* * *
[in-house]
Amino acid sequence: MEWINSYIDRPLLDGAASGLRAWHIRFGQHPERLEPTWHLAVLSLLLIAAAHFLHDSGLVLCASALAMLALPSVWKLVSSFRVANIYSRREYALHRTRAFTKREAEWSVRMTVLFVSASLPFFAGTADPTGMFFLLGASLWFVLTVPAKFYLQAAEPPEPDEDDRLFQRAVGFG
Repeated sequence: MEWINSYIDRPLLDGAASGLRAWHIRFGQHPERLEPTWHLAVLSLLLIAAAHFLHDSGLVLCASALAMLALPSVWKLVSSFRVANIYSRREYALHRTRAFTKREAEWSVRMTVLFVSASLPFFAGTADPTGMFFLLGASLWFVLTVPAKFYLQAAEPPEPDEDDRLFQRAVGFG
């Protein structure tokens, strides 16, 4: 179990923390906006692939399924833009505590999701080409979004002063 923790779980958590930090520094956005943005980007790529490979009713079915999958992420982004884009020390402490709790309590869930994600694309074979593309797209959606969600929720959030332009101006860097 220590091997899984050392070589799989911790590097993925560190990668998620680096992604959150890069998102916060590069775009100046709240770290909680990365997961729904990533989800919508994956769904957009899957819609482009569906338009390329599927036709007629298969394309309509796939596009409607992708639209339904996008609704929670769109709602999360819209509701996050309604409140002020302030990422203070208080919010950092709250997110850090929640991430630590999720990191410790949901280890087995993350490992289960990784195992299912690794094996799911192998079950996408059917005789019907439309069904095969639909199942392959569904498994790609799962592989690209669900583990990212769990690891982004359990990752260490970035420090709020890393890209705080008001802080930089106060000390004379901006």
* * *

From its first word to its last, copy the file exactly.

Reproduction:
[in-house]
Amino acid sequence: MEWINSYIDRPLLDGAASGLRAWHIRFGQHPERLEPTWHLAVLSLLLIAAAHFLHDSGLVLCASALAMLALPSVWKLVSSFRVANIYSRREYALHRTRAFTKREAEWSVRMTVLFVSASLPFFAGTADPTGMFFLLGASLWFVLTVPAKFYLQAAEPPEPDEDDRLFQRAVGFG
Repeated sequence: MEWINSYIDRPLLDGAASGLRAWHIRFGQHPERLEPTWHLAVLSLLLIAAAHFLHDSGLVLCASALAMLALPSVWKLVSSFRVANIYSRREYALHRTRAFTKREAEWSVRMTVLFVSASLPFFAGTADPTGMFFLLGASLWFVLTVPAKFYLQAAEPPEPDEDDRLFQRAVGFG
């Protein structure tokens, strides 16, 4: 179990923390906006692939399924833009505590999701080409979004002063 923790779980958590930090520094956005943005980007790529490979009713079915999958992420982004884009020390402490709790309590869930994600694309074979593309797209959606969600929720959030332009101006860097 220590091997899984050392070589799989911790590097993925560190990668998620680096992604959150890069998102916060590069775009100046709240770290909680990365997961729904990533989800919508994956769904957009899957819609482009569906338009390329599927036709007629298969394309309509796939596009409607992708639209339904996008609704929670769109709602999360819209509701996050309604409140002020302030990422203070208080919010950092709250997110850090929640991430630590999720990191410790949901280890087995993350490992289960990784195992299912690794094996799911192998079950996408059917005789019907439309069904095969639909199942392959569904498994790609799962592989690209669900583990990212769990690891982004359990990752260490970035420090709020890393890209705080008001802080930089106060000390004379901006």